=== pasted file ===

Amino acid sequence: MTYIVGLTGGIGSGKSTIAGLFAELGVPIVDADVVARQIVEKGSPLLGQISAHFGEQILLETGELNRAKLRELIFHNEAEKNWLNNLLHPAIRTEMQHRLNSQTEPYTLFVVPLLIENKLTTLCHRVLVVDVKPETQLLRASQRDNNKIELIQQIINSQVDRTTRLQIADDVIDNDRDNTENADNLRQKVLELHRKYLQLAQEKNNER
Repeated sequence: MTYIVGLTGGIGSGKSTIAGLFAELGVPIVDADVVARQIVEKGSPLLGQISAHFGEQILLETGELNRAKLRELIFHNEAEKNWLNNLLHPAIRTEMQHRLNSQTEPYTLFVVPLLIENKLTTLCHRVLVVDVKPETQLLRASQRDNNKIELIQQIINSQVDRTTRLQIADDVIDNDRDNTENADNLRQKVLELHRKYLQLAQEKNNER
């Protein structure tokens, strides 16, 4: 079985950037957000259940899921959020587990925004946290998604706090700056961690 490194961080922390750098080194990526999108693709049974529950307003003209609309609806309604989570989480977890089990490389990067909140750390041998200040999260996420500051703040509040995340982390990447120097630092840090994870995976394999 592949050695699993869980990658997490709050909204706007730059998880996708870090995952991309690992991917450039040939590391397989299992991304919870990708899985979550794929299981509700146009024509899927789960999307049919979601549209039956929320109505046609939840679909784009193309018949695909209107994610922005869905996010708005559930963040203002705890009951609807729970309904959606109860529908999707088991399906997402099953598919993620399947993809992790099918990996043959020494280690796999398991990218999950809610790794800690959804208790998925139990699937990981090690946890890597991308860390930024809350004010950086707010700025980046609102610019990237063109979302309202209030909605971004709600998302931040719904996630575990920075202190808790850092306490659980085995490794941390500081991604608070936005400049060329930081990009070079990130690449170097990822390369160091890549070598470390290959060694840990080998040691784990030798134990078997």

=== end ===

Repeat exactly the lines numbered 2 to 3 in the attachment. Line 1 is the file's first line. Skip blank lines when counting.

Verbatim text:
Repeated sequence: MTYIVGLTGGIGSGKSTIAGLFAELGVPIVDADVVARQIVEKGSPLLGQISAHFGEQILLETGELNRAKLRELIFHNEAEKNWLNNLLHPAIRTEMQHRLNSQTEPYTLFVVPLLIENKLTTLCHRVLVVDVKPETQLLRASQRDNNKIELIQQIINSQVDRTTRLQIADDVIDNDRDNTENADNLRQKVLELHRKYLQLAQEKNNER
């Protein structure tokens, strides 16, 4: 079985950037957000259940899921959020587990925004946290998604706090700056961690 490194961080922390750098080194990526999108693709049974529950307003003209609309609806309604989570989480977890089990490389990067909140750390041998200040999260996420500051703040509040995340982390990447120097630092840090994870995976394999 592949050695699993869980990658997490709050909204706007730059998880996708870090995952991309690992991917450039040939590391397989299992991304919870990708899985979550794929299981509700146009024509899927789960999307049919979601549209039956929320109505046609939840679909784009193309018949695909209107994610922005869905996010708005559930963040203002705890009951609807729970309904959606109860529908999707088991399906997402099953598919993620399947993809992790099918990996043959020494280690796999398991990218999950809610790794800690959804208790998925139990699937990981090690946890890597991308860390930024809350004010950086707010700025980046609102610019990237063109979302309202209030909605971004709600998302931040719904996630575990920075202190808790850092306490659980085995490794941390500081991604608070936005400049060329930081990009070079990130690449170097990822390369160091890549070598470390290959060694840990080998040691784990030798134990078997």